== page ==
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December 31, 2021


In 1999, long time St. Louis KWMU public broadcaster and community icon Don Marsh was called to long time station manager’s office, Tim Eby, where Eby and one or two producers apparently rebuked him for complimenting a longtime female friend and associate. Marsh quit in disgust and walked out. Interestingly, a year or so later Eby was forced to resign too. Wokeness run-amuck?  The opinion piece below tells the story.  Please let us know if you know of other public broadcasting stations pushing the pogrom against men… Harry Crouch, President.


On March 26, 2019, Don Marsh, host of St. Louis on the Air of my local NPR radio station (KWMU), surprised his listeners when he resigned under duress. I was sure there would be a city-wide outcry and a plethora of letters to St. Louis County’s Webster-Kirkwood Times. But the outcry was limited to Facebook posts, there was only one brief letter in the Webster-Kirkwood Times, and no letters in the St. Louis Post-Dispatch. I waited, hoping that more letters would eventually come in. I myself then published a short letter in the Webster-Kirkwood Times. But after this there was nothing.

To inform readers who do not already know about this gruesome matter: That Tuesday morning, about an hour before his show, when guest Karen Foss (long an anchor for KSDK TV Channel 5) who had retired in 2006 showed up, Mister Marsh told her, “You look good!”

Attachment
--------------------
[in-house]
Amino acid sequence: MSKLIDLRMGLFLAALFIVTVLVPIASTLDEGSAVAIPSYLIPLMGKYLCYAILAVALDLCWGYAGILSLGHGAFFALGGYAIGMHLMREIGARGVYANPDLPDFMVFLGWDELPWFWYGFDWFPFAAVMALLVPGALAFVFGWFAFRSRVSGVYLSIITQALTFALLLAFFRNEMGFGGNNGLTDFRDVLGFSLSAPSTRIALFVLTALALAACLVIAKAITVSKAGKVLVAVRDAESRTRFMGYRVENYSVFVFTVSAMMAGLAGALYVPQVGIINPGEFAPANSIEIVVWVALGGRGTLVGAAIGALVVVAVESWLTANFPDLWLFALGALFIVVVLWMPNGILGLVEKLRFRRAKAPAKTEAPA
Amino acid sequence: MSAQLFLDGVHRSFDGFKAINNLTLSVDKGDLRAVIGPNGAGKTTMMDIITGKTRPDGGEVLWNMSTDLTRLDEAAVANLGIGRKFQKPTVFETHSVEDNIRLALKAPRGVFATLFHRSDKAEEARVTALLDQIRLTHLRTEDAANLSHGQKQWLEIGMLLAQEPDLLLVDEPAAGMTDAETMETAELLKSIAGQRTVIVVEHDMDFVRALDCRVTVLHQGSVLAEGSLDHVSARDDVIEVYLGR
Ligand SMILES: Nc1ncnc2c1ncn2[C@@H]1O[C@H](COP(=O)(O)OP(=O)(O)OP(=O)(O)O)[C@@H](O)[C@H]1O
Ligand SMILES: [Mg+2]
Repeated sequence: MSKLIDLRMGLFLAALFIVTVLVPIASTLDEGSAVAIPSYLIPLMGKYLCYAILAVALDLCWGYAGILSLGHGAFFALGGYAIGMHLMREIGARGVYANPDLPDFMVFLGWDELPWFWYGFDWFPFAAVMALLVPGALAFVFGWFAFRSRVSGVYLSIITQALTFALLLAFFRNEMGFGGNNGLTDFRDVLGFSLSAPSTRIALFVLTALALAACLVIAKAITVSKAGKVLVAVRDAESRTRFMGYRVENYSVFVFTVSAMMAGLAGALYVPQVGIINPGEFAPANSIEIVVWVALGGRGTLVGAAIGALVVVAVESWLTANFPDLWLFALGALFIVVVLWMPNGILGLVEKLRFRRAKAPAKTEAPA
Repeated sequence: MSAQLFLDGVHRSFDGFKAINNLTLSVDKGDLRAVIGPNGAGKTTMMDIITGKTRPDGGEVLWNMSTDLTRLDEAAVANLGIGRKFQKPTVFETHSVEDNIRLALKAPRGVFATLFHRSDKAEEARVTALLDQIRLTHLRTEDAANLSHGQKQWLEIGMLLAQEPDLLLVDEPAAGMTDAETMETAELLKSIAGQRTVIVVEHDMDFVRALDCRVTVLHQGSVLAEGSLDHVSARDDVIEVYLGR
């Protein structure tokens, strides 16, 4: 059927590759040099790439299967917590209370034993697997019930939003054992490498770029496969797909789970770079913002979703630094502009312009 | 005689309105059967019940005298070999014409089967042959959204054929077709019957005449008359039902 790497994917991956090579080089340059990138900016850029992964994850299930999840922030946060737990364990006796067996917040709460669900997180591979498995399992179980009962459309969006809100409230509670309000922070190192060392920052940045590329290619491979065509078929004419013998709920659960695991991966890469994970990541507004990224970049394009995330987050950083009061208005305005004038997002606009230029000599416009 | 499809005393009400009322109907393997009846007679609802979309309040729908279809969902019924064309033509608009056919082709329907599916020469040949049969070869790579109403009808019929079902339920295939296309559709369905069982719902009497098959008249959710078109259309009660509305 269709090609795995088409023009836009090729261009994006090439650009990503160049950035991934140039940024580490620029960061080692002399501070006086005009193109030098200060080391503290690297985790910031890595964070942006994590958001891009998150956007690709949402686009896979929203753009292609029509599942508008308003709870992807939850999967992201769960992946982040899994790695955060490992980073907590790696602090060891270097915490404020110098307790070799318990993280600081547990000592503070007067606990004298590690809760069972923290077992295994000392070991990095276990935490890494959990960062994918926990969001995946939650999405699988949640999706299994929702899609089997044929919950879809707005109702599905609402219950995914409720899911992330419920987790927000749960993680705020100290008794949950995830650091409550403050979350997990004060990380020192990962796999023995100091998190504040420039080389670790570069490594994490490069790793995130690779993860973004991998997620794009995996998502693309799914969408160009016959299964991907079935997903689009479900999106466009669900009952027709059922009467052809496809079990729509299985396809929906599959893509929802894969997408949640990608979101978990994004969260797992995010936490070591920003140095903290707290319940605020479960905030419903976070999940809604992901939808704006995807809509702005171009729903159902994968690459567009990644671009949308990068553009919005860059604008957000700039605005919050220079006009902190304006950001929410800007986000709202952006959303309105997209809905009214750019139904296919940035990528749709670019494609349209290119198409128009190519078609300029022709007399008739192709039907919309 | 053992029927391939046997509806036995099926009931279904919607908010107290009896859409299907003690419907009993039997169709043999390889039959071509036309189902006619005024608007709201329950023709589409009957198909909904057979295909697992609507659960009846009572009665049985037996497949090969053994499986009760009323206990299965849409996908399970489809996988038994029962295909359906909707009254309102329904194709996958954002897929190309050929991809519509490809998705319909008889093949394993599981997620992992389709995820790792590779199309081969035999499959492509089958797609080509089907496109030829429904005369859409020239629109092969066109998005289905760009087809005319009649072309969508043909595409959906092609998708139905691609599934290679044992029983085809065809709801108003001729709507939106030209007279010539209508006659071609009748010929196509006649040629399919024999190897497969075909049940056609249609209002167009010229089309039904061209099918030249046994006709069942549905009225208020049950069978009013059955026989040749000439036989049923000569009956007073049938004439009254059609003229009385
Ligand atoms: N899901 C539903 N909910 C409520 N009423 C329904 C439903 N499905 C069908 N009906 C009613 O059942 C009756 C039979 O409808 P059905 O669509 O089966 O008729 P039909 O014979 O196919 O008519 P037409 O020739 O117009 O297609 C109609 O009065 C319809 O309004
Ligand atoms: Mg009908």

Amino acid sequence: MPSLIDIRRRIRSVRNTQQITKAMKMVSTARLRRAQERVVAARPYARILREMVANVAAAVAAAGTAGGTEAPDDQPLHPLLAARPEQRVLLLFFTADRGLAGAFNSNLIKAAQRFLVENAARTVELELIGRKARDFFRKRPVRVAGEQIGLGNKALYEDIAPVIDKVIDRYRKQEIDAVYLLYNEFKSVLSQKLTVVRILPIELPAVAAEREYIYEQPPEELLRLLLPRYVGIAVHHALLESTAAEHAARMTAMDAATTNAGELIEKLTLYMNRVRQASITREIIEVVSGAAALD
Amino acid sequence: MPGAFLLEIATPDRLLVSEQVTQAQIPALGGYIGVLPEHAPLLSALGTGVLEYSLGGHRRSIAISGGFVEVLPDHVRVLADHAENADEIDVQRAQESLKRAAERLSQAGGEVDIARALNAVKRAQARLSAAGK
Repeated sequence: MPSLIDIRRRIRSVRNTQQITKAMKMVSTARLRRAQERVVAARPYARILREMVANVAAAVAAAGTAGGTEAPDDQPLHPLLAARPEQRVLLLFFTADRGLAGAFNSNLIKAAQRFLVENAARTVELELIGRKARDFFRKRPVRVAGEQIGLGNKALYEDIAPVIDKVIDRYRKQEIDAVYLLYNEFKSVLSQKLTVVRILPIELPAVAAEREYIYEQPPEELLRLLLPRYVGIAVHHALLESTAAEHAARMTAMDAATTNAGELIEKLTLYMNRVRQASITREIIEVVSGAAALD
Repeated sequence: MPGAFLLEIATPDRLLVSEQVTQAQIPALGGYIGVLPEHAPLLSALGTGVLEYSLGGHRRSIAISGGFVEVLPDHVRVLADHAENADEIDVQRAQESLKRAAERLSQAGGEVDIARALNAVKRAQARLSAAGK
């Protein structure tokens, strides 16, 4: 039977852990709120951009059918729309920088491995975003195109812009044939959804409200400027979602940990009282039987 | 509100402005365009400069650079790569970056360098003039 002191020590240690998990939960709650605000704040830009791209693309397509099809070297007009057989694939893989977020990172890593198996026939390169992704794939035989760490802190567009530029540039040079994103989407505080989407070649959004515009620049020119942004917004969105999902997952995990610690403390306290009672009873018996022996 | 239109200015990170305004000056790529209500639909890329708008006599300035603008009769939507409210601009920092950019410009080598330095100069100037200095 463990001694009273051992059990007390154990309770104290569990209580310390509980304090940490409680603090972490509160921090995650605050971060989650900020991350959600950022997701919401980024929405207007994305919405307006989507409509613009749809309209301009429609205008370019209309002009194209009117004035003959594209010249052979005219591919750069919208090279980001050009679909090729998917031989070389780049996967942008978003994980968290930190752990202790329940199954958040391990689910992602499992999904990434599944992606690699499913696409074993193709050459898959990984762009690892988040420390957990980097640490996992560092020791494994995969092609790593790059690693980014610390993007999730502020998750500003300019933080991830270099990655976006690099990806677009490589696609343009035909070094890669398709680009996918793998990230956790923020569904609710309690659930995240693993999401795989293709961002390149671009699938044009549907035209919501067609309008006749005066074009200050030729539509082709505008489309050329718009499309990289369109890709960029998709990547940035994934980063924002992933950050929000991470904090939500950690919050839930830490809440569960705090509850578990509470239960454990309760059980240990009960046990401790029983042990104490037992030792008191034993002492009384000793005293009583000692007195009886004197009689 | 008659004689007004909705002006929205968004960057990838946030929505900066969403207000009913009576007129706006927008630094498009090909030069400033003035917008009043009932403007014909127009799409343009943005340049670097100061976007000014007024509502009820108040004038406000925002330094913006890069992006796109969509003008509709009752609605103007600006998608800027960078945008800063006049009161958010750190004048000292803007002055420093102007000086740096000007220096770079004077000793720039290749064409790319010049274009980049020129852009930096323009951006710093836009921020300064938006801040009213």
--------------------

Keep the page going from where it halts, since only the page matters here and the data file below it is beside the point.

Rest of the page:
Someone (actually several people) on KWMU’s staff took umbrage to this compliment, deeming it dangerously sexist, and by the next day two powers-that-be of the station had a meeting with Don Marsh. In this meeting Don defended himself, saying that when he saw Karen Fass (who was an old friend) he merely told her “she looked great.” During this meeting he said to one of his interrogators, “Are you basically saying what I did was wrong?” To which, “the manager made a gesture with his hand like, ‘It’s right on the edge,’ and I said, ‘That’s it. I’m done.’” He walked out 45 minutes before his Wednesday show was to begin.

I would later discuss this part of the interaction with Tim Eby, General Manager of the station, who insisted that Don Marsh’s understanding and mine were wrong because the two men who had called Marsh into a meeting were not managers. I took his word on this, but later, reading the news accounts more carefully, I noted that the two men who called Don Marsh on the carpet were Alex Heuer, Executive Producer of the show that Don Marsh hosts, and Robert Peterson, Director of Radio Programming and Operations who is Heuer’s boss. Frankly it seems to me thoroughly disingenuous to assert that these two men—an “Executive Producer” and a “Director”—are not “Managers.” They still were men with authority over Don Marsh and they could presume and use authority over Don Marsh.